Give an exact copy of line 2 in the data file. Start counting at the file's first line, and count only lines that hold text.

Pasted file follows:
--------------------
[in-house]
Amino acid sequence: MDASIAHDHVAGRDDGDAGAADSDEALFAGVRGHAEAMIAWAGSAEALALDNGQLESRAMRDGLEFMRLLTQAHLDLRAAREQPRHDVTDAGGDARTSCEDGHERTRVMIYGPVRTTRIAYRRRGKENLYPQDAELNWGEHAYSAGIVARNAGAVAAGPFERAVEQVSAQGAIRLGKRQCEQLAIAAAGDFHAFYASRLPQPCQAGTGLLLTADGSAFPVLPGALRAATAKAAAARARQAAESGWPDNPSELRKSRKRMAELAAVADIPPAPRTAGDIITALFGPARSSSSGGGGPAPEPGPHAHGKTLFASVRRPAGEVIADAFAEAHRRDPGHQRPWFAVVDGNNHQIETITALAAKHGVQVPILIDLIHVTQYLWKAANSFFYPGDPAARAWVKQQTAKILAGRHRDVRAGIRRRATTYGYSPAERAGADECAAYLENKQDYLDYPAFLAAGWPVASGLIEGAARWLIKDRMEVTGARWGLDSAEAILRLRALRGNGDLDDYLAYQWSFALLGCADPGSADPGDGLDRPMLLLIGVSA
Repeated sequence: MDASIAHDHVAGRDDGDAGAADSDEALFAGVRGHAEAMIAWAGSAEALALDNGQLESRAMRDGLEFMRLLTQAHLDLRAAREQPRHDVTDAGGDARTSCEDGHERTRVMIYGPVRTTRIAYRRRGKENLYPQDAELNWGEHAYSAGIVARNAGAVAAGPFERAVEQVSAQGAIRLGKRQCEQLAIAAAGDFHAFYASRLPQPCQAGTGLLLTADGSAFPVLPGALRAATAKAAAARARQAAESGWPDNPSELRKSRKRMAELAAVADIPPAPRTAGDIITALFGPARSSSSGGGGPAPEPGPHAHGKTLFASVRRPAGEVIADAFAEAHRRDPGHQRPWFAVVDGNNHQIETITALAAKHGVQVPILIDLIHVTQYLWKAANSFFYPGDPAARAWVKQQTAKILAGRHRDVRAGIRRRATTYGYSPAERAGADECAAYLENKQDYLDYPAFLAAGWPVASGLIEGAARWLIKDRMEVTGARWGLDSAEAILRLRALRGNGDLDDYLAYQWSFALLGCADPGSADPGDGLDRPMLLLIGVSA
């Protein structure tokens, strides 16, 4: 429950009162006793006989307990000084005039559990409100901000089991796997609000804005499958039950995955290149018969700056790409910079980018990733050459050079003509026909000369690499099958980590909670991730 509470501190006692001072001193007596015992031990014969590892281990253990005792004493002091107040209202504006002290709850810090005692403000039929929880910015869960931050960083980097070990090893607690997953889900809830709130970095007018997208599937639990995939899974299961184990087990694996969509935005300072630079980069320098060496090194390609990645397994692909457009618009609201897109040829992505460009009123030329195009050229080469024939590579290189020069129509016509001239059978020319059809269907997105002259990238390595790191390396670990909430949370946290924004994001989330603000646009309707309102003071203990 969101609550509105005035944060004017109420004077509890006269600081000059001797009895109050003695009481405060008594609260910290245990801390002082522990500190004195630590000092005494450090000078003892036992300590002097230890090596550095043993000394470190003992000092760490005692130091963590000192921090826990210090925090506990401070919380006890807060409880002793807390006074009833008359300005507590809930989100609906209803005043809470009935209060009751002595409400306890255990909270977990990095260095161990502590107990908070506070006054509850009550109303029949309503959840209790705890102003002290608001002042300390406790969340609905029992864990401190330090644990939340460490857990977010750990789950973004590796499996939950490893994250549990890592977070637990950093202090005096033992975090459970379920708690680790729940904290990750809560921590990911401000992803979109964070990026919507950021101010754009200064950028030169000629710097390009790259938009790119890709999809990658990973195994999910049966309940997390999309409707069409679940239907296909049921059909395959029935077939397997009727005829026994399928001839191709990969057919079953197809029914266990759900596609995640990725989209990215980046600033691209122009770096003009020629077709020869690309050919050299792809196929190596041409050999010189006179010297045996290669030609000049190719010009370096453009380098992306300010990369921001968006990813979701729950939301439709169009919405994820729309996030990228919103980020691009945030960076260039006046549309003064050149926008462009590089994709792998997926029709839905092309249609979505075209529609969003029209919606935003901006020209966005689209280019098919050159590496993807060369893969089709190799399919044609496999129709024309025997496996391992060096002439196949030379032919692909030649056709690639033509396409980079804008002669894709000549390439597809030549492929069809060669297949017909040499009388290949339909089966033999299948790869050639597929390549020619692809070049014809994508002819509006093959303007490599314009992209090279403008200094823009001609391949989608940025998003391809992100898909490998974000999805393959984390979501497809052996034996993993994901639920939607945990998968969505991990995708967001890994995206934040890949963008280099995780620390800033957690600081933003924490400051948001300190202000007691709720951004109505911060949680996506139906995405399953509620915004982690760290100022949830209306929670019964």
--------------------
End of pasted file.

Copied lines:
Amino acid sequence: MDASIAHDHVAGRDDGDAGAADSDEALFAGVRGHAEAMIAWAGSAEALALDNGQLESRAMRDGLEFMRLLTQAHLDLRAAREQPRHDVTDAGGDARTSCEDGHERTRVMIYGPVRTTRIAYRRRGKENLYPQDAELNWGEHAYSAGIVARNAGAVAAGPFERAVEQVSAQGAIRLGKRQCEQLAIAAAGDFHAFYASRLPQPCQAGTGLLLTADGSAFPVLPGALRAATAKAAAARARQAAESGWPDNPSELRKSRKRMAELAAVADIPPAPRTAGDIITALFGPARSSSSGGGGPAPEPGPHAHGKTLFASVRRPAGEVIADAFAEAHRRDPGHQRPWFAVVDGNNHQIETITALAAKHGVQVPILIDLIHVTQYLWKAANSFFYPGDPAARAWVKQQTAKILAGRHRDVRAGIRRRATTYGYSPAERAGADECAAYLENKQDYLDYPAFLAAGWPVASGLIEGAARWLIKDRMEVTGARWGLDSAEAILRLRALRGNGDLDDYLAYQWSFALLGCADPGSADPGDGLDRPMLLLIGVSA